UK - Mercer Human Resource Consulting has called for a radical overhaul of the UK's pension regime just days before Alan Pickering's Simplification Review is to be published.
Pickering’s recommendations - due out tomorrow - are expected to include reducing red-tape; offering incentives for both employers and employees, and making non-expert trustees more independent. But Mercer says that the report is likely to “fall short of radical reform”.
Mercer criticises Pickering’s review - along with the Sandler and Inland Revenue reports - for failing to address the fundamental issue of rising pension costs due to lower returns and increased longevity.
Senior consultant and actuary at Mercer Deborah Cooper said: Until the government addresses the basic needs of the population over state pension age, and restores the incentives for long-term saving, pension provision in this country will continue to wither.
Mercer proposes a combined basic state pension and state second pension into a single flat-rate, integrated pension increased in line with earnings. Contracting out would be abolished and the Minimum Income Guarantee and Pensions Credit scrapped - payable only to those generations now in or near retirement. Mercer has also called for clearer roles for state and private sectors in providing pensions, and to give employers clear incentives to make retirement provision for employees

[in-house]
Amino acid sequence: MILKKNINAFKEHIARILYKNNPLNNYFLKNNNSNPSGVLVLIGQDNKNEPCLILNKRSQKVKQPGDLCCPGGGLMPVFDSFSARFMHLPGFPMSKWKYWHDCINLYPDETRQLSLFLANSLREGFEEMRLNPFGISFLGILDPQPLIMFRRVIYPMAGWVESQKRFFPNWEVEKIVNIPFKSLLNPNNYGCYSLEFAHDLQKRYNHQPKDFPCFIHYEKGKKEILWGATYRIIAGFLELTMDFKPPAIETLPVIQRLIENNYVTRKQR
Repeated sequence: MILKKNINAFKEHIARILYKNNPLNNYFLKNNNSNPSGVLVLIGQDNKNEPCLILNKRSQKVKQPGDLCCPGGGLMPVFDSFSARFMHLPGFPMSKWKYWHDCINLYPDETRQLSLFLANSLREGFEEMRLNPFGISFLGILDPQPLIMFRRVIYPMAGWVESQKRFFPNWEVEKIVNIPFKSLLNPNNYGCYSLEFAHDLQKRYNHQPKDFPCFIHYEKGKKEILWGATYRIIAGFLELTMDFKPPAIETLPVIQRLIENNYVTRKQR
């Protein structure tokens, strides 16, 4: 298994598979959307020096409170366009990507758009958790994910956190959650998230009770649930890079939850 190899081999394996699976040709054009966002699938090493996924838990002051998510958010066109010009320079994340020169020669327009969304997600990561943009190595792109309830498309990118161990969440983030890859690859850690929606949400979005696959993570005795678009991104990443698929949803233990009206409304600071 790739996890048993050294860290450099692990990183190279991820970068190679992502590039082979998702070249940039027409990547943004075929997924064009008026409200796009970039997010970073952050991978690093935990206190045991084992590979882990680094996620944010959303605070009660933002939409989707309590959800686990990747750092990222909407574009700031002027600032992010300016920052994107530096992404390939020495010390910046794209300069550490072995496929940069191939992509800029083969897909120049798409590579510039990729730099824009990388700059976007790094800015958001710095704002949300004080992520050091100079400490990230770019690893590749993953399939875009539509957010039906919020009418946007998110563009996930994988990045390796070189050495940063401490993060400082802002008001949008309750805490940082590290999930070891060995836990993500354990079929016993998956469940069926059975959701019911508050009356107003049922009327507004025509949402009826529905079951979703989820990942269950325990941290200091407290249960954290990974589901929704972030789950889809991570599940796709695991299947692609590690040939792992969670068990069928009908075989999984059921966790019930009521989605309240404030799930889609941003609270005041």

Mercer also attacked the plethora of state retirement benefits - the Basic State Pension, SERPS, State Second Pension, Minimum Income Guarantee and Pension Credit - saying that they only added to the current confusion.
Cooper added: The new State Second Pension addresses some of the problems of SERPS but at the cost of such complexity. ... The Minimum Income Guarantee only meets about 70% of a person’s basic needs in retirement and, furthermore, about half a million eligible pensioners are not drawing this benefit.
By Madhu Kalia
AMP Capital has set up a dedicated team to help institutional investors, including pension funds, invest in infrastructure through direct equity allocations.
The PLSA's Richard Butcher says we should all work harder to reconnect with the saver, be open with them and tell them the truth
Trustees lack expertise, time and resources to develop effective communications on technical pensions issues and need professional help, a major review of the British Steel saga has concluded.